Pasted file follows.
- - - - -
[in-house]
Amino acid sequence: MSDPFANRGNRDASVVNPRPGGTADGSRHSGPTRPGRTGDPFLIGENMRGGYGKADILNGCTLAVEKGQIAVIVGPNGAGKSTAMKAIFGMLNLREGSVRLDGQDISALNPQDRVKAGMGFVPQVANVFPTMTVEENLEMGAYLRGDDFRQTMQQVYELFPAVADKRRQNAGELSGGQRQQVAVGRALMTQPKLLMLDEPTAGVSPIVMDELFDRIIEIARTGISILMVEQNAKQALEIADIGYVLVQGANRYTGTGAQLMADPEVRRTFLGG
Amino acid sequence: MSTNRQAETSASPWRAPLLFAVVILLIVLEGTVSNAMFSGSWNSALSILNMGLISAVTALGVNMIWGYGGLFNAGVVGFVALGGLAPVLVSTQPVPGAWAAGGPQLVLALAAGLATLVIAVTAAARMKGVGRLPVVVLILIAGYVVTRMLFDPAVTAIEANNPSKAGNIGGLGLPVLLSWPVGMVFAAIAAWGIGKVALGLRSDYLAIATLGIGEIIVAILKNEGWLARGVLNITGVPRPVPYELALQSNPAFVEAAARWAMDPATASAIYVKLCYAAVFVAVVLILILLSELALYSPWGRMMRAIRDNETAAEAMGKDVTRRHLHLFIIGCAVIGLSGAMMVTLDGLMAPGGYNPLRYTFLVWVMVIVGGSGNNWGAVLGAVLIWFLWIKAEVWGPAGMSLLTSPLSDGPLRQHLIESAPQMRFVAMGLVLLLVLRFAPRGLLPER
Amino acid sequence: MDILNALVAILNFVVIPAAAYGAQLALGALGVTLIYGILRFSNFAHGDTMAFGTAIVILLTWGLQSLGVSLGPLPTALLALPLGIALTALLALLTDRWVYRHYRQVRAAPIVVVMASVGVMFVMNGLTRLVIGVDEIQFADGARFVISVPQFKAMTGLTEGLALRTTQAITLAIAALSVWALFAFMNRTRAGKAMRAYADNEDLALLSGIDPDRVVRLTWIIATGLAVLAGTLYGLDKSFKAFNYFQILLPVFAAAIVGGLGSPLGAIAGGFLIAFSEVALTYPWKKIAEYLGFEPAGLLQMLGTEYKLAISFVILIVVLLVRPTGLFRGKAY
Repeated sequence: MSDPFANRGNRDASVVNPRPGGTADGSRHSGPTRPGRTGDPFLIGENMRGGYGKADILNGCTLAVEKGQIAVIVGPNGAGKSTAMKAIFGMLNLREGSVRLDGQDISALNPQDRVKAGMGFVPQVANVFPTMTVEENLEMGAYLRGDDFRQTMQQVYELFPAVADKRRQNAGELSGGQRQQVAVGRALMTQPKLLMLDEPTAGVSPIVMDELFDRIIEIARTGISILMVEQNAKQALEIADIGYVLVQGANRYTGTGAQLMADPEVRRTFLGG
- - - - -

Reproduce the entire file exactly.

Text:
[in-house]
Amino acid sequence: MSDPFANRGNRDASVVNPRPGGTADGSRHSGPTRPGRTGDPFLIGENMRGGYGKADILNGCTLAVEKGQIAVIVGPNGAGKSTAMKAIFGMLNLREGSVRLDGQDISALNPQDRVKAGMGFVPQVANVFPTMTVEENLEMGAYLRGDDFRQTMQQVYELFPAVADKRRQNAGELSGGQRQQVAVGRALMTQPKLLMLDEPTAGVSPIVMDELFDRIIEIARTGISILMVEQNAKQALEIADIGYVLVQGANRYTGTGAQLMADPEVRRTFLGG
Amino acid sequence: MSTNRQAETSASPWRAPLLFAVVILLIVLEGTVSNAMFSGSWNSALSILNMGLISAVTALGVNMIWGYGGLFNAGVVGFVALGGLAPVLVSTQPVPGAWAAGGPQLVLALAAGLATLVIAVTAAARMKGVGRLPVVVLILIAGYVVTRMLFDPAVTAIEANNPSKAGNIGGLGLPVLLSWPVGMVFAAIAAWGIGKVALGLRSDYLAIATLGIGEIIVAILKNEGWLARGVLNITGVPRPVPYELALQSNPAFVEAAARWAMDPATASAIYVKLCYAAVFVAVVLILILLSELALYSPWGRMMRAIRDNETAAEAMGKDVTRRHLHLFIIGCAVIGLSGAMMVTLDGLMAPGGYNPLRYTFLVWVMVIVGGSGNNWGAVLGAVLIWFLWIKAEVWGPAGMSLLTSPLSDGPLRQHLIESAPQMRFVAMGLVLLLVLRFAPRGLLPER
Amino acid sequence: MDILNALVAILNFVVIPAAAYGAQLALGALGVTLIYGILRFSNFAHGDTMAFGTAIVILLTWGLQSLGVSLGPLPTALLALPLGIALTALLALLTDRWVYRHYRQVRAAPIVVVMASVGVMFVMNGLTRLVIGVDEIQFADGARFVISVPQFKAMTGLTEGLALRTTQAITLAIAALSVWALFAFMNRTRAGKAMRAYADNEDLALLSGIDPDRVVRLTWIIATGLAVLAGTLYGLDKSFKAFNYFQILLPVFAAAIVGGLGSPLGAIAGGFLIAFSEVALTYPWKKIAEYLGFEPAGLLQMLGTEYKLAISFVILIVVLLVRPTGLFRGKAY
Repeated sequence: MSDPFANRGNRDASVVNPRPGGTADGSRHSGPTRPGRTGDPFLIGENMRGGYGKADILNGCTLAVEKGQIAVIVGPNGAGKSTAMKAIFGMLNLREGSVRLDGQDISALNPQDRVKAGMGFVPQVANVFPTMTVEENLEMGAYLRGDDFRQTMQQVYELFPAVADKRRQNAGELSGGQRQQVAVGRALMTQPKLLMLDEPTAGVSPIVMDELFDRIIEIARTGISILMVEQNAKQALEIADIGYVLVQGANRYTGTGAQLMADPEVRRTFLGG